But perhaps the biggest solutions are not in the hands of regular people but instead companies and politicians. Here, you might want to talk about “environmental regulations” and talk about “legislation” or “policies” that could be enacted. This is a vast area with numerous possibilities, but you don’t need to get too specific.
Here is a sentence from an IELTS writing question about the environment:
- Governments should outright ban the expansion of fossil fuel acquisition and instead invest in renewable or at least more responsible sources of energy.
We can see that it makes a reasonable suggestion for what governments should do, and it raises an important issue, which is the banning of fossil fuels and the promotion of renewable energy sources. What do we mean by “renewable”? Well, this means sources of energy that are not going to run out. Here: is another example from that same essay:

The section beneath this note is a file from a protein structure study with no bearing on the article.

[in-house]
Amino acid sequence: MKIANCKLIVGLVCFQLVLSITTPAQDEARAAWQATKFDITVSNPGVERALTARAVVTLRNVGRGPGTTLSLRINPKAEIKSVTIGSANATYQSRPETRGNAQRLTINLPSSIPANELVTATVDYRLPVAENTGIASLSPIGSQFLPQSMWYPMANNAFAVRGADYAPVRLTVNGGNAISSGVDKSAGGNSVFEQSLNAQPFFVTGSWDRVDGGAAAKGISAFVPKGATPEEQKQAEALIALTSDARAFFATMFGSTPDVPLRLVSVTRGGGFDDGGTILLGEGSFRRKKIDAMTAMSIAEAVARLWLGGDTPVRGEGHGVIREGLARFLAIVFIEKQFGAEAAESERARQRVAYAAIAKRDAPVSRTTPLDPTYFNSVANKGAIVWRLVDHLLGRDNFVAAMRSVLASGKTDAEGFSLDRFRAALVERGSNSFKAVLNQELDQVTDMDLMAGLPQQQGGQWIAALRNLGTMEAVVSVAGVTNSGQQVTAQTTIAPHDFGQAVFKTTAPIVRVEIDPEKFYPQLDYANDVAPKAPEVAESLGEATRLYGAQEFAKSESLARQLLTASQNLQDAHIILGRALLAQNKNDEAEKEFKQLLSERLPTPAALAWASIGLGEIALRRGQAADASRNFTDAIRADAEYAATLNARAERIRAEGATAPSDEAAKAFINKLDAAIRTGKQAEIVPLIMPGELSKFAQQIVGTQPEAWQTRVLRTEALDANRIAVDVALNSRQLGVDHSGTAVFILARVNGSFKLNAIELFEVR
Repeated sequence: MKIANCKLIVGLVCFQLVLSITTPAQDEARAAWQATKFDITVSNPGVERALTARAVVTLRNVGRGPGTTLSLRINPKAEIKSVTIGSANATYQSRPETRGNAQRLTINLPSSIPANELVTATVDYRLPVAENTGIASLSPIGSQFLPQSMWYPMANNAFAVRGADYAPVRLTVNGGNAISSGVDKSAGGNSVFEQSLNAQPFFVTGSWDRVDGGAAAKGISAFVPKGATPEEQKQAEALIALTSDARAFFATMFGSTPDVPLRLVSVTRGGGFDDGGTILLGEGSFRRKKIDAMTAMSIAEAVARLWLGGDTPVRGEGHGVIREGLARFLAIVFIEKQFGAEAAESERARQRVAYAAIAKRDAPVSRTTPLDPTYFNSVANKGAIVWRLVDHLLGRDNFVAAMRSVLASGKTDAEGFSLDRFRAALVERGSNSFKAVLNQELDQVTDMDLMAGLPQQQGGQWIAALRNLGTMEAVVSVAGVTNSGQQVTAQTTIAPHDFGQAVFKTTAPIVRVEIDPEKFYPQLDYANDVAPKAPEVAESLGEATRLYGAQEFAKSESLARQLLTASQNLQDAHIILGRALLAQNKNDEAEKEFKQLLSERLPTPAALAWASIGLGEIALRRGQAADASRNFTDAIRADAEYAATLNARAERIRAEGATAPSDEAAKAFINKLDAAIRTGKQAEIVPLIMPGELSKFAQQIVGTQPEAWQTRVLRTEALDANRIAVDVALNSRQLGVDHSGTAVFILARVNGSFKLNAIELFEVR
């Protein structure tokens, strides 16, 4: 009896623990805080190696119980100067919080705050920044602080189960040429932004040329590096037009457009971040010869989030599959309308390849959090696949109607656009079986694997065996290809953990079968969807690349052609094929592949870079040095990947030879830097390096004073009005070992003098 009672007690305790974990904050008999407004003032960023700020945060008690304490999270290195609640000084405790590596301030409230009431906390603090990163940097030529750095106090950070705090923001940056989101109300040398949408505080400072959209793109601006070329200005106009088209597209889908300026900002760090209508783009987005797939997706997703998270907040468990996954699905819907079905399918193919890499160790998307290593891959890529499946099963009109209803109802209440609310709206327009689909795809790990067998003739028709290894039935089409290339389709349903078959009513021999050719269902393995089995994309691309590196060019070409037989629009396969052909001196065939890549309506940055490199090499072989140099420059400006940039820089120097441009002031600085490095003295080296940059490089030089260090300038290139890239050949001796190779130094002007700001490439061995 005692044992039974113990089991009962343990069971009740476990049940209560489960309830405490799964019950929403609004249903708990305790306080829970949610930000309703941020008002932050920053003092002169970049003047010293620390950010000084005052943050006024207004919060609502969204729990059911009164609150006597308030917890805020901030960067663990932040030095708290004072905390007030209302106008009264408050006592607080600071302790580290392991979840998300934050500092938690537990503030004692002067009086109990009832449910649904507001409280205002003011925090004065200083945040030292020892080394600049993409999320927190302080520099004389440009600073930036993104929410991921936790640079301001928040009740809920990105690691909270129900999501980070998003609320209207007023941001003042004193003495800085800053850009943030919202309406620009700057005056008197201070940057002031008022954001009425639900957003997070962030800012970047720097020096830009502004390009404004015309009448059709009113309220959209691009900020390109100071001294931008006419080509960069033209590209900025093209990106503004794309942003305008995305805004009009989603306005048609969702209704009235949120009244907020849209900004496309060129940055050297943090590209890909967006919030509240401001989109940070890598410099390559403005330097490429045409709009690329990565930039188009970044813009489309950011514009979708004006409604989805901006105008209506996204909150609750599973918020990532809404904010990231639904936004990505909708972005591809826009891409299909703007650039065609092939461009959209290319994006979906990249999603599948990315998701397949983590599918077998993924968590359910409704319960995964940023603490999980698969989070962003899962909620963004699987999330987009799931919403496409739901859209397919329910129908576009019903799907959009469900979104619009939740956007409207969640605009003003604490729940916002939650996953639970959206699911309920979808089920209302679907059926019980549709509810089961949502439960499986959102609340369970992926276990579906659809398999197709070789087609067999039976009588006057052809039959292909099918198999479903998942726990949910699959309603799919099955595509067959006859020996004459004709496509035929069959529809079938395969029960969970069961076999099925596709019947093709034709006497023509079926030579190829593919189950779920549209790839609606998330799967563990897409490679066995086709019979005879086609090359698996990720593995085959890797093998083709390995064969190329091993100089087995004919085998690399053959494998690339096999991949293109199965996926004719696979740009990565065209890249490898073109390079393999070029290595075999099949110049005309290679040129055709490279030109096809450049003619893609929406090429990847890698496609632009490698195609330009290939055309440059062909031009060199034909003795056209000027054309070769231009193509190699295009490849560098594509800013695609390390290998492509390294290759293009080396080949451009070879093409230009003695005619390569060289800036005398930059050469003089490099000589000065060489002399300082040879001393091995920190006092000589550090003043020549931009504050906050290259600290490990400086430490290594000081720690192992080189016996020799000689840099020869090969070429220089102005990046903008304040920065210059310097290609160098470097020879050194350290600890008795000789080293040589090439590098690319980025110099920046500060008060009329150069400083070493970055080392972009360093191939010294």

- Beyond that, it is simply inexcusable to continue down this path of fossil fuel usage because there are so many better alternatives now. Solar, wind, hydropower, nuclear, and thermal energy are all becoming cheaper, safer, and better than traditional methods, and these do not damage the environment in the same way. To continue destroying the planet when these alternative sources of energy exist is deeply irresponsible.
It mentions a few sources that are preferrable to fossil fuels. Knowing these and being able to say a little about them will really help you.
There is a pretty high chance that you will encounter some sort of reference to the environment in the IELTS exam, so you should be prepared for it. We have learned words and phrases today that will help you to give better answers, but you should do more. Read articles, listen to podcasts, and watch videos about the environment. This is the best way to learn vocabulary and also to pick up ideas that you can use in your essays. Do this, and you’ll be on track for a better score in your next IELTS test.